I think you've stated a position rather more strongly than I did in the article. There are certainly cases where free copying is bad for the content producer -- but my point in "piracy is progressive taxation" is that the damage happens most to people who can most afford it (i.e. those already well known), while there is a benefit to those who are not well known. As with the taxation system, it *may* be worthwhile to trade off the harm to one for a greater benefit. And if you're a publisher, the benefit in distributing your sales over more product may lead to a stronger business overall. "Frontlist" driven publishing, where you have to create new product all the time to get revenue, is much less profitable than "backlist" publishing, where products whose development costs have been recouped, keep on selling. And those are the kinds of sales that are increased by better exposure and availability of older product.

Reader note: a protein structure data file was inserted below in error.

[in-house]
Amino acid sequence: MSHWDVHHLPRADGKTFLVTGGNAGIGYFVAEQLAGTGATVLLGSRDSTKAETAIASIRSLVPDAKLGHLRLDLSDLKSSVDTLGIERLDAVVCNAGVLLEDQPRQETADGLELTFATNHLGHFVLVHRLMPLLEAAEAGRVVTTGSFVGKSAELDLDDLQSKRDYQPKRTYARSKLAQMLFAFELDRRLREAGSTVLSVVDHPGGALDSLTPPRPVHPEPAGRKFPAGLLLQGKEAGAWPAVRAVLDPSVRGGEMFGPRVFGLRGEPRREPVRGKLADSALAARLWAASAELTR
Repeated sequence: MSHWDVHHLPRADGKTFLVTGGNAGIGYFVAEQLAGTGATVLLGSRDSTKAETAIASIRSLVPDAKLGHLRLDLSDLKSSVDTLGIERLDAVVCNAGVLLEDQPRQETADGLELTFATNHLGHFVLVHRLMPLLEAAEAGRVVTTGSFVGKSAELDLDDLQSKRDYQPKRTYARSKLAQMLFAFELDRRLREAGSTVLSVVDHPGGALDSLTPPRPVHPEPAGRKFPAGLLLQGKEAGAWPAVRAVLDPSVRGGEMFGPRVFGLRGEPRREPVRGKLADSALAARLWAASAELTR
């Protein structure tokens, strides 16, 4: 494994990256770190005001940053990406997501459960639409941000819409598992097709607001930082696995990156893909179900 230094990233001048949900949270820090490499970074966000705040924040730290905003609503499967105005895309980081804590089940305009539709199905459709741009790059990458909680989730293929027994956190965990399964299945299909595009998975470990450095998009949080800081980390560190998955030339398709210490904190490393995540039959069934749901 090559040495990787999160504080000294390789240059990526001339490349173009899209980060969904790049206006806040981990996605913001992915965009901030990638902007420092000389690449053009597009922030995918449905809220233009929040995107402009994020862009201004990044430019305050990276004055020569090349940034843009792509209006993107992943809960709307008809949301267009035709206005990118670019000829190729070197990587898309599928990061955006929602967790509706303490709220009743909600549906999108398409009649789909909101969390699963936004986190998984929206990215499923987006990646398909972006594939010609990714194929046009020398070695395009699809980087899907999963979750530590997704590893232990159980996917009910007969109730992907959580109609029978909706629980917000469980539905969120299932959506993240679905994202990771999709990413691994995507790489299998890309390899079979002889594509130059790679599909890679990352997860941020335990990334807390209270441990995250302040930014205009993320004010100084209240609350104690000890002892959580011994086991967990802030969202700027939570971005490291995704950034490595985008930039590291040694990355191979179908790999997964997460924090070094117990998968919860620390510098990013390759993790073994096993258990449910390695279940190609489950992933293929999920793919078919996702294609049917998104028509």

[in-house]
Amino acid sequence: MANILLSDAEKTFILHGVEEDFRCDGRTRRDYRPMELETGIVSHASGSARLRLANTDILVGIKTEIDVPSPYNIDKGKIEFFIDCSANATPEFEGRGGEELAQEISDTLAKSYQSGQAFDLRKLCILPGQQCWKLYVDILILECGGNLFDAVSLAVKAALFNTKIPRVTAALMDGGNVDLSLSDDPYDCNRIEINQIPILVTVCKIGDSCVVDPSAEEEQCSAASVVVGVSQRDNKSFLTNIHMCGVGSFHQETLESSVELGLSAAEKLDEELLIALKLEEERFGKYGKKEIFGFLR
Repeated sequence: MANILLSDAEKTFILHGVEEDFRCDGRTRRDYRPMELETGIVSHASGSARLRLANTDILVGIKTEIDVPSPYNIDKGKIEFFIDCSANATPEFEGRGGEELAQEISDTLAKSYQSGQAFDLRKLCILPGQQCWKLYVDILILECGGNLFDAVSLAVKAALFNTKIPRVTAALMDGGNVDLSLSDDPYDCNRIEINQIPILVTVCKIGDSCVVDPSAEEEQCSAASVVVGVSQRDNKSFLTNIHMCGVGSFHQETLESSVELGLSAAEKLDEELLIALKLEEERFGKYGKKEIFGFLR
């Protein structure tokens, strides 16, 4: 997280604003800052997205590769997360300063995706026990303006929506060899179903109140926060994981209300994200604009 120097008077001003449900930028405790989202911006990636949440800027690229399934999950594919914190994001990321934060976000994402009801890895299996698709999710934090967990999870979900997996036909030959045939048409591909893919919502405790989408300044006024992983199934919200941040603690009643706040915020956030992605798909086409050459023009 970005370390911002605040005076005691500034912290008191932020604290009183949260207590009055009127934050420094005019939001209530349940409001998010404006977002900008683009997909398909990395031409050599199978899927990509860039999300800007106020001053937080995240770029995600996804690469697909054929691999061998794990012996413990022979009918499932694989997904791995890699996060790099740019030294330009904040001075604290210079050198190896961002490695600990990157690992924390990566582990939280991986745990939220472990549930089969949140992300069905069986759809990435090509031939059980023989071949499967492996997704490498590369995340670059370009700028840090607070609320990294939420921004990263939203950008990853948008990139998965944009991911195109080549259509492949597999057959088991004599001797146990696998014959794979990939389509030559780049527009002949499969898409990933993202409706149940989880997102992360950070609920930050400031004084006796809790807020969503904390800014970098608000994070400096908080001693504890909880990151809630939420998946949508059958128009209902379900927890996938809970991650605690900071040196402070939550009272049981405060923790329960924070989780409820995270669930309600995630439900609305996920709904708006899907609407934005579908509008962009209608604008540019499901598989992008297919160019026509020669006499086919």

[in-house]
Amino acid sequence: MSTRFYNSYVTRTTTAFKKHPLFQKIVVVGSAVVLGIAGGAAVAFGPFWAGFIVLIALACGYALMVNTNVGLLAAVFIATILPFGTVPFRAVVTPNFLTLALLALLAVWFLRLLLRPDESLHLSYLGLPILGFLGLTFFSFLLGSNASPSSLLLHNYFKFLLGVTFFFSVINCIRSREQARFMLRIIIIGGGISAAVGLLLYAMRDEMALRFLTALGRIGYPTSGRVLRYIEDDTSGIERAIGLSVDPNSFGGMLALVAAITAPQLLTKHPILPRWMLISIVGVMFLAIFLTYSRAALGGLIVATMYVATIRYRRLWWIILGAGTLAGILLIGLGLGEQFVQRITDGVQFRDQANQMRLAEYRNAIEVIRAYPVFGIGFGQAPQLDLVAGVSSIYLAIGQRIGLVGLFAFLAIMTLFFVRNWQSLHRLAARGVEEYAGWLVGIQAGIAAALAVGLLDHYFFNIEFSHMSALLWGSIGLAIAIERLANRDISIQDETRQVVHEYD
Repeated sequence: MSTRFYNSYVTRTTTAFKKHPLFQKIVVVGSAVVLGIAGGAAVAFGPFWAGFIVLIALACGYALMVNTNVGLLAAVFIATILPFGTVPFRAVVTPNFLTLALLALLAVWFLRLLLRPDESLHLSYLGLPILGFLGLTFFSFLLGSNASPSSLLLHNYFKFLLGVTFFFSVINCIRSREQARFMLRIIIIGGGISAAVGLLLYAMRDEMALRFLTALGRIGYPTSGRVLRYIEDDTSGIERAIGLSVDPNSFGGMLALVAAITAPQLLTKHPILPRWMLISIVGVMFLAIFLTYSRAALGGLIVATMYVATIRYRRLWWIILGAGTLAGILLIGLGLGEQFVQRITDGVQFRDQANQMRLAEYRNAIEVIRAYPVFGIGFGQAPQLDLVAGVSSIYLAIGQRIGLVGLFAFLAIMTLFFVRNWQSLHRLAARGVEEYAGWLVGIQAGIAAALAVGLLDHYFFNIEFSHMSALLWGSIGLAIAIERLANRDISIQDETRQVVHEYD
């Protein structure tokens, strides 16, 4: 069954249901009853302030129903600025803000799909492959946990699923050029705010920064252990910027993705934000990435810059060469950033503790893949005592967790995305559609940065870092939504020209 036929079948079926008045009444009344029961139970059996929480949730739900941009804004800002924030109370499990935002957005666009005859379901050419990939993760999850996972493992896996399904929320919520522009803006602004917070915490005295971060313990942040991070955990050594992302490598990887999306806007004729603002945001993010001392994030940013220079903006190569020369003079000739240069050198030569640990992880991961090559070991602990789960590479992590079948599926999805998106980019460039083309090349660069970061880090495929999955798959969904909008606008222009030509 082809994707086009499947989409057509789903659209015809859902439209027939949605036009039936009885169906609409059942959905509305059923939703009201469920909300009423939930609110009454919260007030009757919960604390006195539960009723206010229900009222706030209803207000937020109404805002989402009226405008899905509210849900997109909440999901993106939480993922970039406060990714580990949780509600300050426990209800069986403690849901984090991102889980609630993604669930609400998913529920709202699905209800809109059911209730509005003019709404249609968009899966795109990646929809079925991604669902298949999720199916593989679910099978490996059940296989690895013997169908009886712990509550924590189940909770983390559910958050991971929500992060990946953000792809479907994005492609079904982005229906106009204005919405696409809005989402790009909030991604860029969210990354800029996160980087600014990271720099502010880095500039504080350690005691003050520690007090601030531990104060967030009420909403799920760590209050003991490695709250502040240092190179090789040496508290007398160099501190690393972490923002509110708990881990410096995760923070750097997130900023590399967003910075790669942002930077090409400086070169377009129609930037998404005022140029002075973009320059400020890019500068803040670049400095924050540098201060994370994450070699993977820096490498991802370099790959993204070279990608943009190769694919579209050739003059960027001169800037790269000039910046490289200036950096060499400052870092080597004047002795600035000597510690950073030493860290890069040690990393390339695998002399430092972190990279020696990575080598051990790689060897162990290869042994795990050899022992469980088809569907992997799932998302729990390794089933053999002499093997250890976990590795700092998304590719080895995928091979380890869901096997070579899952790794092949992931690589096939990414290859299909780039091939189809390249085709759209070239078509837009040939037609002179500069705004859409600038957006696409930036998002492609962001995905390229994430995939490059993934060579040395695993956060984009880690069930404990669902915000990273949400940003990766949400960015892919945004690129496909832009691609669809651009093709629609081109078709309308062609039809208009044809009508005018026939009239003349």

I'm not saying any of this is simple. There will be lots of disruption. But eventually, systems find a new equilibrium. I'm mainly speaking out against those who say the sky is falling. Just that inevitably, publishers will survive because they play an important role, not because they protect an entrenched position with draconian contracts and draconian digital rights management initiatives.